Elsewhere, Where Else?
Elsewhere, Where Else?

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Elsewhere, Where Else?

On the wall facing you as you enter Frith Street gallery is night-time traffic on loop. Five lanes across and seen from above, the cars flow down and out of shot. This is Fiona Tan’s Vertical white. Behind you, on the opposing wall, hangs Vertical red. This time, it’s a hum of tail lights, endless traffic flowing towards the gallery ceiling and into the night. A soothing and impressionistic piano accompaniment mimics the brake light trails. Red balances white. Upflow answers downflow. These moving surfaces are at once dark and aglow, like moonlight through droplets on misted glass, ambient nocturnes for our times.

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FIONA TAN, Vertical Red 2018. Endless video, HD, colour, stereo

FIONA TAN, Vertical White 2018. Endless video, HD, colour, stereo. Silent.

Hanging, as they are, in dialogue, I am reminded of Fiona Tan’s Rise and Fall, 2009: a video-diptych where water becomes a metaphor for time and memory in the lives of two women. In this earlier work, shots of Niagara Falls are interspersed with moments of intimacy — hands caressing bare skin, the application of make-up. In Vertical red and Vertical white, I find myself reaching for natural metaphors: the traffic ‘flows’ endlessly like Rise and Fall’s bodies of water. Likewise, Vertical wide, a third looped video of a highway at night, captures a veritable river. Shot from a more expansive vantage point, we see head- and tail- lights streaming alongside each other, cutting through the city. Here, we’re permitted a sense of distance. In the frame’s top-left corner, the divided highway tapers to a vanishing point, the narrow neck of an hourglass whose sand trickles both ways.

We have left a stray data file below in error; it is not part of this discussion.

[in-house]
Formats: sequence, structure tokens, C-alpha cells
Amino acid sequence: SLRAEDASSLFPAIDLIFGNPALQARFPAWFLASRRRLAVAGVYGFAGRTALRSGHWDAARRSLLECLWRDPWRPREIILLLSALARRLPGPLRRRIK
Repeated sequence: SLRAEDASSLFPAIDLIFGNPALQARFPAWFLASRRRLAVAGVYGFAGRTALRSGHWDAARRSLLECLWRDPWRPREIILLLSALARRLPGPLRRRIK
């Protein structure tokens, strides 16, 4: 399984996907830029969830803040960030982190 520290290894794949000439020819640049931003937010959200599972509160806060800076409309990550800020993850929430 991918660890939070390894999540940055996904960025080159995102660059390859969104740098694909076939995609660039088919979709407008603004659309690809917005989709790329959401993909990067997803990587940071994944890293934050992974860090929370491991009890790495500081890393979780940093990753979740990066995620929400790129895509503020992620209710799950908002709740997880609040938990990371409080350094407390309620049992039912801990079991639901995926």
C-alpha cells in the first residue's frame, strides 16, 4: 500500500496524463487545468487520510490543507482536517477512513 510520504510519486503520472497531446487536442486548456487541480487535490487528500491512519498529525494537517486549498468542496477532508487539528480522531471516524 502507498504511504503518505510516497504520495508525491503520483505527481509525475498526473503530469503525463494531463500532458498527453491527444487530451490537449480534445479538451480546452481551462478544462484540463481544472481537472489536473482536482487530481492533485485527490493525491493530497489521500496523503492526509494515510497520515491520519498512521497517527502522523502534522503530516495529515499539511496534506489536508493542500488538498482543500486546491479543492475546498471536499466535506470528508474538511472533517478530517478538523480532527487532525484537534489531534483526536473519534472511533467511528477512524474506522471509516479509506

The traffic in Los Angeles is notorious. Tan’s Vertical pieces are remarkable not only for transmuting the urban to the natural, but for making a highly stressful situation into an exercise in self-soothing. It is difficult to imagine being in any one of these cars: rather, when occasionally a car merges it is a gesture of anonymity, the feeling of having slipped off into the night. These are freeways in deep time.

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FIONA TAN, Rise and Fall, 2009. HD installation, colour, stereo, 22 minutes looped. Installation View, Dutch Pavilion, Venice Biennale, 2009.